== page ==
Kinit Her- Hyperion

By Chris Dahlberg

Published on Saturday, December 28, 2013

Kinit Her has released a considerable amount of material in a fairly short period of time, with four of their efforts coming out this year alone. The newest of these is Hyperion, a three track MLP that is based off of poems by Stefan George and Ludwig Klages and is created by using sprawling instrumentals that have a bit of an old world quality to them. It’s the type of release that takes a few listens to truly get a feel for, but give it the time to suck you in and you’ll find that Kinit Her has created an engaging piece of work.

Although each of the three songs has a similar feel, how they reach that point is quite different. The title track takes up the entire A-side of the record and puts the emphasis on the spaced out instrumentals that ebb and flow for close to six minutes before the vocals kick in with Stefan George’s poem. Instruments fade in and out of the background, and the structure for the first half reminds quite a bit of traditional European folk songs and orchestral arrangements. There’s a darker, grittier feel to the tonality yet “Hyperion” manages to completely entrance, and it put me into a more reflective almost meditative like state. Strings create the primary layers of the song, stretching out notes to build a base that the rest of the instrumentals work off of. Once the vocals kick in and begin reciting the “Hyperion” poem the dynamic of the track changes considerably, as it refocuses your attention and makes you want to pay attention to each and every word. Rather than coming off as a mere poem recitation, the vocal work makes it seem like the words are being chanted and occasionally they head into a higher pitch that has a choral feel. It’s an incredibly powerful performance that has continued to draw me in each time I make my way through the song, and I always find it impressive when a band is able to create such a heavy and gripping atmosphere with a minimalistic sound.

The two B-sides are about half the length of “Hyperion” but just as powerful, and both of these pieces start off with the vocals as the prominent element rather than letting the instrumentals build up first. “Lullaby” and “Reverberation” are both based off the poems of the same name by Ludwig Klages, and these two arrangements are where Kinit Her really lets their vocal abilities shine. “Hyperion” had a somber, droning vocal presence and while some of this is continued on these two tracks there is a bit more depth to the performance. “Lullaby” has the extremely low pitched singing intertwined with some softer ranges, while “Reverberation” ups the melody significantly. While all of this is happening the instrumentals continue to stretch their ideas out and build a haunting atmosphere that are well suited to the vocal ranges and makes the overall sound grab the listener. Classical and neofolk arrangements that are oriented around this type of droning instrumentation tends to be fairly hit or miss as dragging on for too long can make it easy for your mind to wander and lose interest in what is being played, but that never happens here and I found myself tuned in to every word and note.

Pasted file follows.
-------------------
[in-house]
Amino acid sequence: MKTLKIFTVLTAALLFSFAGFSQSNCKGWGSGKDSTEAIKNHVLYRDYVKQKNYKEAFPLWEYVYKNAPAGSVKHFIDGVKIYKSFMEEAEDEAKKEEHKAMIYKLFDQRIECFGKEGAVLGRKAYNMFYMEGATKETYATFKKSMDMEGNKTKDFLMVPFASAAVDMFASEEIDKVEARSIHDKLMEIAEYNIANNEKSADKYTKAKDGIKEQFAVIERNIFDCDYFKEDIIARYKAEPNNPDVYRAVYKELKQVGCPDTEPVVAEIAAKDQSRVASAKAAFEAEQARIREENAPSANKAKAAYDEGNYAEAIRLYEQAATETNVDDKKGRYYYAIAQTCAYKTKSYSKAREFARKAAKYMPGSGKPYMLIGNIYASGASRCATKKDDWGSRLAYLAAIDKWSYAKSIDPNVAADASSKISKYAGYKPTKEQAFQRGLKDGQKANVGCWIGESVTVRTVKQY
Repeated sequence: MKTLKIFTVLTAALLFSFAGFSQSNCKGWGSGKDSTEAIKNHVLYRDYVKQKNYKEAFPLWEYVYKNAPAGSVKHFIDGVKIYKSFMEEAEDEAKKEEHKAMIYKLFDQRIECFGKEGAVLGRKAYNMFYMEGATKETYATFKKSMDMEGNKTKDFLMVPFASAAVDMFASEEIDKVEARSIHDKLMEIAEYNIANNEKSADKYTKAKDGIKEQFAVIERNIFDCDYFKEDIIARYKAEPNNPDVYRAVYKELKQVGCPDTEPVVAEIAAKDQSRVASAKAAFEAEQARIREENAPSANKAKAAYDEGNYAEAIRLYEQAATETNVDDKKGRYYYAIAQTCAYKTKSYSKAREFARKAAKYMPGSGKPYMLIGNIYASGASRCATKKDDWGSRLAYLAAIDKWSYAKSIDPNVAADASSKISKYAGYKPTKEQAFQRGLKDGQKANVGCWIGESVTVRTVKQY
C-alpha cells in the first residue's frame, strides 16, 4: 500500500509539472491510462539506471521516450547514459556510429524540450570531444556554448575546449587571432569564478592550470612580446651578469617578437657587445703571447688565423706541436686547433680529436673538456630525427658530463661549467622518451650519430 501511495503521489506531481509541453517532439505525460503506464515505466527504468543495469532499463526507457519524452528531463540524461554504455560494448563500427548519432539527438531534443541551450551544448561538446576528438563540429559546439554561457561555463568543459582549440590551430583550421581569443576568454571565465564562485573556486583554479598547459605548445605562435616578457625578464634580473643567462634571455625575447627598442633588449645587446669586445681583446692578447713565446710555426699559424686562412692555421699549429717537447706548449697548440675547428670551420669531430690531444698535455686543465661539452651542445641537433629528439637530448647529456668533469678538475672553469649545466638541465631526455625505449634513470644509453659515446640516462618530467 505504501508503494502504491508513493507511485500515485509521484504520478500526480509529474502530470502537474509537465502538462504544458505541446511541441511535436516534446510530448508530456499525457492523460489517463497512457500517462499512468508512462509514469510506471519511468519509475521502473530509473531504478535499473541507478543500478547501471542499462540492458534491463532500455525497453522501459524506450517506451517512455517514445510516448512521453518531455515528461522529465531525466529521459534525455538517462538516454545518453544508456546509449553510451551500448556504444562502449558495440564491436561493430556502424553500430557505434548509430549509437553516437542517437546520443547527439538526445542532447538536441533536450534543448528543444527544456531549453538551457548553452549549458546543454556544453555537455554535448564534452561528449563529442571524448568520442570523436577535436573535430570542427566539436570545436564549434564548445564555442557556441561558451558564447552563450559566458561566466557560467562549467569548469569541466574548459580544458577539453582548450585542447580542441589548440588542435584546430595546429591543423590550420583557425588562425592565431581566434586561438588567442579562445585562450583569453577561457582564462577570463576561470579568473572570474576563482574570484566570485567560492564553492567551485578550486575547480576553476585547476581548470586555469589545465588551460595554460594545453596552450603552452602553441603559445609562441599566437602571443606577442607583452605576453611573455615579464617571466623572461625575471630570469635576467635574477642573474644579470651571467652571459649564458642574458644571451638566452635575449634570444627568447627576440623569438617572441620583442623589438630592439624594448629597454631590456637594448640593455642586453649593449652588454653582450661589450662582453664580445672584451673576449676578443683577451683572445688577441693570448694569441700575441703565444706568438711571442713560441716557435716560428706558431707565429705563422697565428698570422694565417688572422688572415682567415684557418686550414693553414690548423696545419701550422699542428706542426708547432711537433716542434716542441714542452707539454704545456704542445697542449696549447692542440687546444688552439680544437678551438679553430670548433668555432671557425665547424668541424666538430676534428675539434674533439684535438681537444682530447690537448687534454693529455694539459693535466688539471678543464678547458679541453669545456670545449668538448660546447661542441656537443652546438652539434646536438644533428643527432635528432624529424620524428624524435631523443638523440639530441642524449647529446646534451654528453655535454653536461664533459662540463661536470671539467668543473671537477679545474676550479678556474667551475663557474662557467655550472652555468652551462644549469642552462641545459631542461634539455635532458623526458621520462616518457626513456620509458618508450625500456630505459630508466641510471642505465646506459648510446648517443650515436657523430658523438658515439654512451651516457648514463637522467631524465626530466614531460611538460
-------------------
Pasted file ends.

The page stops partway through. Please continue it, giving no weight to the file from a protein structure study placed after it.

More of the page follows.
Hyperion is a bit of an acquired taste, as it takes a certain type of listener to appreciate this type of droning vocal centric folk/classical music that feels like it is channeling a long lost era. It did take me multiple listens to fully take everything in, but once everything clicked I found myself returning again and again to experience this softer, introspective material. But what’s most impressive is that Kinit Her has taken poetry written by George and Klages and really made it their own, enhancing the overall mood with their instrumental work. Pesanta Urfolk has continued to expose me to some truly interesting musicians this year, and Kinit Her is another one that’s worth experiencing for anyone that enjoys neofolk, classical European music, or any other genre that will put them into a calm, reflective state while listening.

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